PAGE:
While alternative-engine school buses often make headlines for helping to clean up the environment, several bus manufacturers are also “greening up” operations behind the scenes with sustainable initiatives that get less publicity.
Those in student transportation may not hear about other companies’ efforts to save energy or reduce waste until an award puts them in the spotlight. Mike Strickland, environmental health and safety manager at Collins Bus, said it is “very rewarding” for the company to have won two awards in 2011 — the Pollution Prevention Award from the Kansas Department of Health and Environment and the Green Corporate Citizen Award from Waste & Recycling News.
“We were very surprised to make it to the final three, and for us to win was incredible,” Strickland recalled.
When he was hired in 2008, the company only recycled scrap metal. Since then, Collins’ recycling program and other waste-reduction initiatives have cut back on landfill waste by nearly 90 percent. The earnings from recycling cardboard “more than offset” the amount paid to have scrap wood recycled and reused.
What also caught the attention of Waste & Recycling News was Collins’ mentoring program, which brings in other companies for a tour of the factory, including a tutorial on recycling, waste reduction and water conservation.
Learning the Three R’s — Reduce, Reuse, Recycle
Thomas Built Bus, Blue Bird Corporation, Trans Tech Bus, IC Bus and Lion Bus also have recycling and waste reduction initiatives that pay off in more ways than one.
In 2011, Thomas earned the distinction of becoming the first school bus OEM to achieve Zero-Waste-to-Landfill status, which means everything it receives or produces is used, reused, recycled or sold. Then, Thomas received the 2011 Environmental Steward Award in February from the North Carolina Department of Environment and Natural Resources.
The company reported it nearly doubled its recycling of wood and nearly tripled its paper and cardboard recycling from 2008 to 2010, while reducing its annual water consumption by 42 percent and its energy consumption by 6,891 kilowatts from 2006 to 2010.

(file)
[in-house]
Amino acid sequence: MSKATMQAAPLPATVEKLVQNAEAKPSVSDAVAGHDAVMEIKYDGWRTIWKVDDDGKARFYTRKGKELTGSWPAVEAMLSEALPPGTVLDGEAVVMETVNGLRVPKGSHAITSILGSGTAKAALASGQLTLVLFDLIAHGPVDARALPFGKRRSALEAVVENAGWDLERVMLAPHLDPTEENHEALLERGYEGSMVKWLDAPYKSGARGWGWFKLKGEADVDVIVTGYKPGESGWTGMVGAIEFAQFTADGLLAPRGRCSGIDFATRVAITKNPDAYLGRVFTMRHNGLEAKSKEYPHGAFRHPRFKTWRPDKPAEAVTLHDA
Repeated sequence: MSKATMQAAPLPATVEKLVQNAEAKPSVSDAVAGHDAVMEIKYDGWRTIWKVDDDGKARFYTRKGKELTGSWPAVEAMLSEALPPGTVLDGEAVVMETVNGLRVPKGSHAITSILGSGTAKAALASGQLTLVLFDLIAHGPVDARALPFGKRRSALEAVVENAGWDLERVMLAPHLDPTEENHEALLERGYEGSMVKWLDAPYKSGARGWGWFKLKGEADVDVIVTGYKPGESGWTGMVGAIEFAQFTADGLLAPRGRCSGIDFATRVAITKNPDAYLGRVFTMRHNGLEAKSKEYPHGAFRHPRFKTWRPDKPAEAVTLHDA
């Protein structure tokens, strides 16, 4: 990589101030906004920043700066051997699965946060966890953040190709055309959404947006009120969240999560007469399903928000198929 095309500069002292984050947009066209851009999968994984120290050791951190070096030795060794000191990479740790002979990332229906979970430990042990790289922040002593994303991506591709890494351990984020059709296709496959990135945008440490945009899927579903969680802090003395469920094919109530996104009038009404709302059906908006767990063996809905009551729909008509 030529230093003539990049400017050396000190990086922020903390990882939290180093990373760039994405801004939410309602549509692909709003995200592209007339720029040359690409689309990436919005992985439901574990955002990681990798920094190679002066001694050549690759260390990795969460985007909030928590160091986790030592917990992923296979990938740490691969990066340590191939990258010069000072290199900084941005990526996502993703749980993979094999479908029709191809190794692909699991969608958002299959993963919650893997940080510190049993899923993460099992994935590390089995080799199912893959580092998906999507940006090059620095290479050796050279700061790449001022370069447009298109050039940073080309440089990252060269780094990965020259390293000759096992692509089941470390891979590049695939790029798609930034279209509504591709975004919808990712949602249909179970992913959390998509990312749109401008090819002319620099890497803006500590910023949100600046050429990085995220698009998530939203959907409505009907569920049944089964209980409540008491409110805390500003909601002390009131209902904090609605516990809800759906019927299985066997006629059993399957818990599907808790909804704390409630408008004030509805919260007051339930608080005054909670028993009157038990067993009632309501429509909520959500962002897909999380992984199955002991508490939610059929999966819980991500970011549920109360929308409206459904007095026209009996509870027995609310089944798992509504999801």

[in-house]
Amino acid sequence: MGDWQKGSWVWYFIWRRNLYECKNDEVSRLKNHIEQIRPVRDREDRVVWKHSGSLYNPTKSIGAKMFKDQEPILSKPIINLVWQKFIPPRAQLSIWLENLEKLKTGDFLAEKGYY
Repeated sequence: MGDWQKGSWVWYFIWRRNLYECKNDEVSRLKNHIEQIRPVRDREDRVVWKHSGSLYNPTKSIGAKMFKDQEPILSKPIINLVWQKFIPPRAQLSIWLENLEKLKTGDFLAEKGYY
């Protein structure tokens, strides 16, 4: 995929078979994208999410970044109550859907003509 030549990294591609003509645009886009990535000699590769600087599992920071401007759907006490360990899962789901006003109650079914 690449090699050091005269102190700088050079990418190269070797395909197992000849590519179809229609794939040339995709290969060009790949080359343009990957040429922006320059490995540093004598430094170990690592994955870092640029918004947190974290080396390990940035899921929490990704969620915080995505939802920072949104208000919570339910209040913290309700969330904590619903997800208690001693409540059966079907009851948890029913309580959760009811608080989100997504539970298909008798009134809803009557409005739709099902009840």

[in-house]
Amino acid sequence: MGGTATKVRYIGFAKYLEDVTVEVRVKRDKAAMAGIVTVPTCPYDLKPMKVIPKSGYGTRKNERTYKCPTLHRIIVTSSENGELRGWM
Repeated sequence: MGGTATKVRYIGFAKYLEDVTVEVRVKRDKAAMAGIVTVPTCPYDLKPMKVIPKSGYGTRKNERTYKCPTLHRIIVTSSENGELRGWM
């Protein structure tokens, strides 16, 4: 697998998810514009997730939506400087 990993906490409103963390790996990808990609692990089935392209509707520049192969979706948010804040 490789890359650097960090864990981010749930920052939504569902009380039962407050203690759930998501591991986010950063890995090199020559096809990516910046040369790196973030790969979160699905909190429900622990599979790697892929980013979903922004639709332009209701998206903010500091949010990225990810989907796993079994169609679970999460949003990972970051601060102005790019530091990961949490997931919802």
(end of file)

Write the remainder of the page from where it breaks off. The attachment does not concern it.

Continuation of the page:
Thomas officials noted that new factory equipment has helped to realize leaner management and greener operations. The purchase of two 4,000-watt laser cutters and a 20-foot stacker enabled them to eliminate five other machines and shorten the time to fabricate parts by 25 percent.
“These new lasers provide greater precision, so we get the optimum number of parts from a sheet, reducing waste,” said Jeff Allen, Thomas’ VP of operations, adding that they’ve also saved on material costs and recycling fees.
Blue Bird spokeswoman Erin Lake said the company’s “Join Blue, Go Green” program reinforces environmental awareness and encourages all employees to recycle as much as possible. The goal is to become 100-percent landfill free, and at this writing the company was at 90 percent. It currently recycles 100 percent of its cardboard, plastic and all metals.
“We have successfully reduced our carbon footprint and our environmental waste while producing products that are environmentally friendly, such as propane and CNG school buses,” Lake said.
This spring, the Middle Georgia Clean Air Coalition recognized Blue Bird with its Extra Mile Award for a commitment to cleaner-burning school buses. The award lauds organizations that improve Georgia’s air quality while advancing economic, environmental and energy security.